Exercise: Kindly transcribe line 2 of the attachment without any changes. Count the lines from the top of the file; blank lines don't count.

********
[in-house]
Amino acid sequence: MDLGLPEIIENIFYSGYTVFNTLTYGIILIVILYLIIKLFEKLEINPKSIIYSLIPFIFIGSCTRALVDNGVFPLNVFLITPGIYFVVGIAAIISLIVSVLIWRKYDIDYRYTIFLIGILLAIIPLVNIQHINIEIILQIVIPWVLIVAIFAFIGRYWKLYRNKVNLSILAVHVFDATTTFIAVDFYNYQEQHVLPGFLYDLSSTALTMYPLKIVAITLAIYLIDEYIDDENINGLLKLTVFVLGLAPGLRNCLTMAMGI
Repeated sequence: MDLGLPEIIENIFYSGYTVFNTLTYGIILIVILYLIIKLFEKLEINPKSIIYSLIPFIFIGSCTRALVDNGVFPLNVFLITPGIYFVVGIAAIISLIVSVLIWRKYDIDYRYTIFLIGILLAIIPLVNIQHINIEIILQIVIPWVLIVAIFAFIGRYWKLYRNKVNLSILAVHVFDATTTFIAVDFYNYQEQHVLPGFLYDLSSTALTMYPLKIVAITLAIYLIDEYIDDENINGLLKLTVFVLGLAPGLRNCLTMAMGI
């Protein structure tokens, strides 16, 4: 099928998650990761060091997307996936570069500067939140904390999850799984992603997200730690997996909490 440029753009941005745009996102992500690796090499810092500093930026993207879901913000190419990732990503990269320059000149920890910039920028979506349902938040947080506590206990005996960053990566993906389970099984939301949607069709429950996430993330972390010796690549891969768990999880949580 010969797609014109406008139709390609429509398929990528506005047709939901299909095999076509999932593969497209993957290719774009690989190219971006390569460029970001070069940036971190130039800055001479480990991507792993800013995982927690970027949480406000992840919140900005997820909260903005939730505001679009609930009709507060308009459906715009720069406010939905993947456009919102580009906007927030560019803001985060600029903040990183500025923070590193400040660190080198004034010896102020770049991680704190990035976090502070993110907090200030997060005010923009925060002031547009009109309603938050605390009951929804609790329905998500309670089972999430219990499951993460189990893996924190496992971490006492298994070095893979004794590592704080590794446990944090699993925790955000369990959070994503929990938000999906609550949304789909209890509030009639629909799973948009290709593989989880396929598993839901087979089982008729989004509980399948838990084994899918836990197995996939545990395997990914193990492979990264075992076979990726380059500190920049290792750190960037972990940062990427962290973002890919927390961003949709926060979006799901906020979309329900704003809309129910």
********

Amino acid sequence: MDLGLPEIIENIFYSGYTVFNTLTYGIILIVILYLIIKLFEKLEINPKSIIYSLIPFIFIGSCTRALVDNGVFPLNVFLITPGIYFVVGIAAIISLIVSVLIWRKYDIDYRYTIFLIGILLAIIPLVNIQHINIEIILQIVIPWVLIVAIFAFIGRYWKLYRNKVNLSILAVHVFDATTTFIAVDFYNYQEQHVLPGFLYDLSSTALTMYPLKIVAITLAIYLIDEYIDDENINGLLKLTVFVLGLAPGLRNCLTMAMGI